Study 3 HOW ARE YOU, MY BROTHER?
GREAT QUESTIONS IN THE OLD TESTAMENT
by Francis Dixon
(Scripture Portion: 2 Samuel 20:9)
This question, asked by Joab of Amasa, could be asked of anyone. Today we might ask, ‘How are you keeping?’ – and the one we’re speaking to asks us the same question. What about your spiritual health – how are you spiritually? It is very possible for us to become spiritually unfit or unwell, and this may well describe the condition of the Church today. So, since it is important that we have a medical check-up from time to time, we must allow the Great Physician to examine us in His presence. This will mean praying the prayer that David prayed (Psalm 139:23-24). Are you prepared for a spiritual overhaul?
1. How are you? What is the temperature of your love for the Lord?
Very often a doctor will take the temperature of his patient as he begins the examination. What is the temperature of your love for God? – not of your love for His service, for His house, for His people or for His doctrines, but for Him, for the Lord Himself? Look up John 21:15-17. It is possible for any of us to lose our first love for Him (Revelation 2:4) – but what is the thermometer by which we can test that love? It is called obedience – look up John 14:15. We need to take our spiritual temperature at any time by asking ourselves whether we are obeying the Lord joyfully. Is it our burning desire to please Him, or do we love to please ourselves and go our own way (1 John 2:5)? The measure of our love for Him may be determined by our desire to do those things that are pleasing in His sight. I ask the question: How are you?
2. How are you? Is your pulse regular and normal?
This is something else that the doctor nearly always does when he first examines his patient. It gives him a good idea of the patient’s general condition simply by feeling his pulse. This should lead us to ask the question: Is our Christian experience steady, or is it erratic? Is it consistent or inconsistent? You may say, ‘But my temperament is a very difficult one.’ But whose temperament is not a very difficult one? The Lord knows all about it and He can make us the kind of people He wants us to be. He does this by leading us to experience the amazing truth of Romans 6:11 and Galatians 2:20. How are you?
3. How are you? – Do you have a good appetite?
This is a question the doctor will frequently ask, and our answer to it is a sure indication of good or bad health. Are we eating well and enjoying the right kind of food? What is the Christian’s right kind of food? It is the Word of God, and if we do not have enough of this we are sure to break down spiritually and to be ineffective in our fellowship with the Lord, with His people and in our Christian service. The way to become strong, robust and healthy is to feed deeply on the Word of God – to read it, meditate upon it, learn it and practice it (Psalm 119:2,4,10,11,18,24,27,33,40,54,97,103,129). How are you?
4. How are you? – Is your digestion all right?
Some people eat well and they need to assimilate the food so that it becomes a part of them and brings health to every part of their body. It is important that we as Christians not only eat God’s food but that we know how to digest it, and the Word becomes a part of us (Job 23:12; Acts 17:11; 2 Timothy 2:15). How is your digestion? What do you know of meditating in the Word? How are you?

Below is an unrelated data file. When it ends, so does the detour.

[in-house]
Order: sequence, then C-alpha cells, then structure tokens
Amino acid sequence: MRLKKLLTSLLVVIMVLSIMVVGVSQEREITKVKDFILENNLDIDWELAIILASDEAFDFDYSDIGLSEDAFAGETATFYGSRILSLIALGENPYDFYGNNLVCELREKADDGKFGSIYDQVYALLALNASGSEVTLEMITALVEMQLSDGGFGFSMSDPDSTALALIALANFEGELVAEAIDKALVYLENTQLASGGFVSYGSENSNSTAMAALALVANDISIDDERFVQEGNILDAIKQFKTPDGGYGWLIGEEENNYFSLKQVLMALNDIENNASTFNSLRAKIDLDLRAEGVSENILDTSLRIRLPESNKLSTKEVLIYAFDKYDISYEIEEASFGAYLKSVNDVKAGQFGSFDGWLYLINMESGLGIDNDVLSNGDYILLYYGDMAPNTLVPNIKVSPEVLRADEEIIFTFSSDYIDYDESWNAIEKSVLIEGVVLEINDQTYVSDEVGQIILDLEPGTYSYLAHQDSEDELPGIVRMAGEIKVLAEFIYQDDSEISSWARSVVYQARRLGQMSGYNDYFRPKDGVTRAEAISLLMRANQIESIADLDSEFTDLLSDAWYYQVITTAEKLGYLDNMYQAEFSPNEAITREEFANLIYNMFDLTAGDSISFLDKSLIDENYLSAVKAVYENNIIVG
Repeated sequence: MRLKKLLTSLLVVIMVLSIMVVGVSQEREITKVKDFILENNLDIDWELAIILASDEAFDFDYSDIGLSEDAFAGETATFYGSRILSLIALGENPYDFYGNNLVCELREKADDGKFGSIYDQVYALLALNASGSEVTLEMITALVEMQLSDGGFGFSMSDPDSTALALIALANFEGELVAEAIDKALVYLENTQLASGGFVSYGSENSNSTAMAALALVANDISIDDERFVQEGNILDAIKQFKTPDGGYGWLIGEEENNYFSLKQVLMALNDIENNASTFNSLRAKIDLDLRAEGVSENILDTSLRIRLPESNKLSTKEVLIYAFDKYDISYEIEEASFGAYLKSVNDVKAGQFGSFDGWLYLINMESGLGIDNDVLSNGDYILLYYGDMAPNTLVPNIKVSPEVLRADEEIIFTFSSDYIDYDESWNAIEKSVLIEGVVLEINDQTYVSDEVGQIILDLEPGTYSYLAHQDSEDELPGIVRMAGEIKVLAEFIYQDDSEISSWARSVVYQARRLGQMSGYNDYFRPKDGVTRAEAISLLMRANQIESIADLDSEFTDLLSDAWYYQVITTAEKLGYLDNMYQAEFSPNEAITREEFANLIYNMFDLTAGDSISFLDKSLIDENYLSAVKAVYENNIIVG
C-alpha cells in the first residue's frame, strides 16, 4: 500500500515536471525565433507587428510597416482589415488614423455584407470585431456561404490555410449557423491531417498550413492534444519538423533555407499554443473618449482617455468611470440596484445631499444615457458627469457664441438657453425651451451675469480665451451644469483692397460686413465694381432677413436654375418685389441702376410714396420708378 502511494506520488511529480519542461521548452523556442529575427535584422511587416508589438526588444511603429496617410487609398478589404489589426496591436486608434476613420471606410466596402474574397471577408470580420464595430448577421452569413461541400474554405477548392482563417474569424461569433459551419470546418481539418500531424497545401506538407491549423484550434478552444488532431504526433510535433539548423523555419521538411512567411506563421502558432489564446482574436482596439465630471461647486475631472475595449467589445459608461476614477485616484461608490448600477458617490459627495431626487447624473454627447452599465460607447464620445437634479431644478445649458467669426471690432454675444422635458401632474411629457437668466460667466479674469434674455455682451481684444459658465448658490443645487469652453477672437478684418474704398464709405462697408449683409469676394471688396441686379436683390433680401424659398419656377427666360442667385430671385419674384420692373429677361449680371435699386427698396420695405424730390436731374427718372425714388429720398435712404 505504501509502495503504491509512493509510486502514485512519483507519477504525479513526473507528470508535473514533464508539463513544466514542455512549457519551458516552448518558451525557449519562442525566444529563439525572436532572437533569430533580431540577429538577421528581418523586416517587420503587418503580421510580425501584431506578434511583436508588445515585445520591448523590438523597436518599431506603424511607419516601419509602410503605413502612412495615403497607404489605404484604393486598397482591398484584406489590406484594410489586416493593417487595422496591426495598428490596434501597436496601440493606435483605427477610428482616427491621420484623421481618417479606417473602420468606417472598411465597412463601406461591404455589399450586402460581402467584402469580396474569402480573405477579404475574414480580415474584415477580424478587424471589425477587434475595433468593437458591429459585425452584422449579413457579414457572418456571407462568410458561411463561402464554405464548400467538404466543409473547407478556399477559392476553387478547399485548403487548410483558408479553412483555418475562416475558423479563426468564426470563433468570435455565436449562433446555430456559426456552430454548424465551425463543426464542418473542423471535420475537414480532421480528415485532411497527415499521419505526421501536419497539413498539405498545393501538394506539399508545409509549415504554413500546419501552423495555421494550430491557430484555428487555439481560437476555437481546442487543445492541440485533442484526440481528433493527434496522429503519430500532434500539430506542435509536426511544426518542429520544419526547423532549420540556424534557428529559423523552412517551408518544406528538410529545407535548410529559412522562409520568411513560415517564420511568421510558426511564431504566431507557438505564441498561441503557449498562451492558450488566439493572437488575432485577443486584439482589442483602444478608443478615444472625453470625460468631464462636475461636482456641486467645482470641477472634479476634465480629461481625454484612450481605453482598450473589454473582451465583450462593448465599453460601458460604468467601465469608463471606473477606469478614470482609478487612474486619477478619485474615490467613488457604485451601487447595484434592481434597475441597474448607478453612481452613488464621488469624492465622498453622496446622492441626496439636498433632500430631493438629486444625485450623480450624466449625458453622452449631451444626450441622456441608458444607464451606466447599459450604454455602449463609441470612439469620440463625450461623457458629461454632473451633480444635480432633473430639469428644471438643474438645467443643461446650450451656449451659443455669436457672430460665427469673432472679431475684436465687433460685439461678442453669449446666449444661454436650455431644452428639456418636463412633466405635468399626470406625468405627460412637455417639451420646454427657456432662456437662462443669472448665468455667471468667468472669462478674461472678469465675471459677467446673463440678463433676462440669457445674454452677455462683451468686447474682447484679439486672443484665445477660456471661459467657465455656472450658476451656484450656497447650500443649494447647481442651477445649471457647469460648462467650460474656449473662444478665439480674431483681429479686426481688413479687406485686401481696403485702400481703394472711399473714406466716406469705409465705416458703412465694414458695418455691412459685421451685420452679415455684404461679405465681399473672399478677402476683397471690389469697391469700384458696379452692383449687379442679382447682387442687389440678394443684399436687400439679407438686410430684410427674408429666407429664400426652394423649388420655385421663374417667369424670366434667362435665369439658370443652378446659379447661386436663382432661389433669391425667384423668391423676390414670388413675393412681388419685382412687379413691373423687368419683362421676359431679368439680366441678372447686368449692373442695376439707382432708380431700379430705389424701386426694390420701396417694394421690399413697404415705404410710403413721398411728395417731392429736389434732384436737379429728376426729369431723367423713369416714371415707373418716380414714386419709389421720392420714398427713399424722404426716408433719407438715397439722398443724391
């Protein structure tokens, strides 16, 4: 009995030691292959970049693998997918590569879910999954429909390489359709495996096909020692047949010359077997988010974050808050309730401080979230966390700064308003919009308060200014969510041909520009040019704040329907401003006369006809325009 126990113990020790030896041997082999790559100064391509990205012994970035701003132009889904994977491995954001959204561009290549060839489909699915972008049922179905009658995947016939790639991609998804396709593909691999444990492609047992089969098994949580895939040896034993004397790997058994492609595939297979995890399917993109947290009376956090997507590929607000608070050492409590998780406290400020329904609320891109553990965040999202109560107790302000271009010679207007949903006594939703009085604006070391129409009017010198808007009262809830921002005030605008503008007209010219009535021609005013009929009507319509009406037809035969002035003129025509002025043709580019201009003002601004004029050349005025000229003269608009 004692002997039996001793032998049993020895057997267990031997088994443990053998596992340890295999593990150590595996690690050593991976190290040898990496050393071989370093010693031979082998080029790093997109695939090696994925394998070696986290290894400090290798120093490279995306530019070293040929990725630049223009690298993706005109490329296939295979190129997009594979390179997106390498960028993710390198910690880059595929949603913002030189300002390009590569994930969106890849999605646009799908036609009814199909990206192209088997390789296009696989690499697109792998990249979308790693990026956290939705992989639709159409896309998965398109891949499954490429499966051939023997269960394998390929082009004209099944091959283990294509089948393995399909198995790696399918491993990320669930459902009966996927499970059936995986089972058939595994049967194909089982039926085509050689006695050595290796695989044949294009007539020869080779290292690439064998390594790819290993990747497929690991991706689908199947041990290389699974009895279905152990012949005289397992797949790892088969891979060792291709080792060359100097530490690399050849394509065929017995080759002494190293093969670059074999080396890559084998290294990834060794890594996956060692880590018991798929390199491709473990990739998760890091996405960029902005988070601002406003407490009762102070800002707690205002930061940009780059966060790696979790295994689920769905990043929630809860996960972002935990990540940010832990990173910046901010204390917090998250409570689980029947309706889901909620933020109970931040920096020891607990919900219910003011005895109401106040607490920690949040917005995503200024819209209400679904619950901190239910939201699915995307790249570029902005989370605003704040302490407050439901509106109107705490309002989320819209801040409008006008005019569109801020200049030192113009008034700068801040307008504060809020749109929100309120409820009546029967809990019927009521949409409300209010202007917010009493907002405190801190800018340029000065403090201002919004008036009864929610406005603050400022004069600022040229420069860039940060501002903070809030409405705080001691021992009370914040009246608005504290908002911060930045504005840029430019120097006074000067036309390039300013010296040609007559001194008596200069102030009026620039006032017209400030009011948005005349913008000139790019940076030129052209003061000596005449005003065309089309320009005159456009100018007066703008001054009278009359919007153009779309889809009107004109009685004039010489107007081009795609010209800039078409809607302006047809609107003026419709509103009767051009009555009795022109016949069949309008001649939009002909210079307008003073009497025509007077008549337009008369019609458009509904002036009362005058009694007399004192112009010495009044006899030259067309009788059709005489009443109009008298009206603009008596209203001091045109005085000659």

5. How are you? – Do you have a contented mind?
Physical health, as well as spiritual health, is often wrecked by stress and anxiety. With some people it is a disease, because they keep complaining! Nothing is ever right, but it is sad if a Christian gets into this bad habit (Hebrews 13:5-6). Compare Philippians 4:11, where Paul knew the secret of spiritual health. How are you? If we really want a spiritual overhaul which will keep us spiritually healthy, we must tell the Lord everything – not that He needs us to tell Him, but there is great therapy in confession (Joshua 7:19-21; Ezra 10:11-12; 1 John 1:9). When leaving God’s surgery He will give us parting advice;-
- (1) Avoid everything that disagrees with your health – this is sound advice – to refuse anything that lowers the temperature of love for the Lord Jesus or that robs us of peace and power! This may mean avoiding wrong friends, and it will certainly mean avoiding certain places and certain literature.
- (2) Learn from the mistakes of the past and of other people. Many Christians are spiritually inactive and have fallen by the way. It is important, therefore, that we obey the often-repeated injunction in Scripture and pay careful attention (Hebrews 2:1). Compare Exodus 10:28; 2 Chronicles 19:6; Job 36:21; Malachi 2:15; Matthew 24:4; Mark 4:24.
- (3) Watch your imagination. Look up Proverbs 23:7. Perhaps we hear of someone who is suffering from a certain illness, and imagine that because we have a small pain in the same place we are suffering from the same serious disease! Our imagination needs to be brought under control, as one version of Isaiah 26:3 reminds us: ‘You will keep him in soundness of health whose imagination stops at God.’
- (4) Have sufficient rest and exercise. Determine to live a well-rounded life and see that you live every day to the glory of God. Seek to be spiritually at your best for the Lord.
- (5) Forget yourself. How easy it is to be totally preoccupied with our own concerns! – but surely the advice the Lord would give us is to stop thinking about ourselves – look up John 3:30, and compare Hebrews 12:2.
- (6) Drink plenty of water. If you want to know the spiritual significance of this injunction, look up John 7:37-39.
- (7) Take yourself in hand, spiritually and physically. Recognise that your whole personality belongs not to you but to the Lord (1 Corinthians 6:19-20).